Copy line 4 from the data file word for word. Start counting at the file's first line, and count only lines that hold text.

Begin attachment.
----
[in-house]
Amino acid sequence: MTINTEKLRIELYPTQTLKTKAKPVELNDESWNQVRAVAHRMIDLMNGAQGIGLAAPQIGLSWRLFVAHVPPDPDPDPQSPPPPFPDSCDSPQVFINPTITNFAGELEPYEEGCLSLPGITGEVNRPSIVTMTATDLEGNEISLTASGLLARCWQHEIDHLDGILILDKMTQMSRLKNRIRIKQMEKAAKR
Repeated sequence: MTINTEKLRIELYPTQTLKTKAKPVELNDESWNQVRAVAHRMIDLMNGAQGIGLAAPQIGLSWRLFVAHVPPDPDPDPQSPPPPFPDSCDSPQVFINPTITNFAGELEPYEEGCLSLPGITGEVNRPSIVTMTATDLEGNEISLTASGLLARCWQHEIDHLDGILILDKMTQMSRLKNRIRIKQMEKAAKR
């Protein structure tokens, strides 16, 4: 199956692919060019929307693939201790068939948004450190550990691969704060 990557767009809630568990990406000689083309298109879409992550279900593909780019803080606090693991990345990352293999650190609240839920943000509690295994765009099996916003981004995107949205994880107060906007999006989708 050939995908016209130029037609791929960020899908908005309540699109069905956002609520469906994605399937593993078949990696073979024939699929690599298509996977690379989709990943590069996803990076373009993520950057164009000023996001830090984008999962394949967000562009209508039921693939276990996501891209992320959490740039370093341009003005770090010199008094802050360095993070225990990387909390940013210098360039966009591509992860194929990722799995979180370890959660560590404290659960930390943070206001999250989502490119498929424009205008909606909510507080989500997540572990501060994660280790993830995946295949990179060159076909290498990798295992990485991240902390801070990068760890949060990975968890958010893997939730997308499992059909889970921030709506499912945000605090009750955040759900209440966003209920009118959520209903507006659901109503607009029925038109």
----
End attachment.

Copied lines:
């Protein structure tokens, strides 16, 4: 199956692919060019929307693939201790068939948004450190550990691969704060 990557767009809630568990990406000689083309298109879409992550279900593909780019803080606090693991990345990352293999650190609240839920943000509690295994765009099996916003981004995107949205994880107060906007999006989708 050939995908016209130029037609791929960020899908908005309540699109069905956002609520469906994605399937593993078949990696073979024939699929690599298509996977690379989709990943590069996803990076373009993520950057164009000023996001830090984008999962394949967000562009209508039921693939276990996501891209992320959490740039370093341009003005770090010199008094802050360095993070225990990387909390940013210098360039966009591509992860194929990722799995979180370890959660560590404290659960930390943070206001999250989502490119498929424009205008909606909510507080989500997540572990501060994660280790993830995946295949990179060159076909290498990798295992990485991240902390801070990068760890949060990975968890958010893997939730997308499992059909889970921030709506499912945000605090009750955040759900209440966003209920009118959520209903507006659901109503607009029925038109």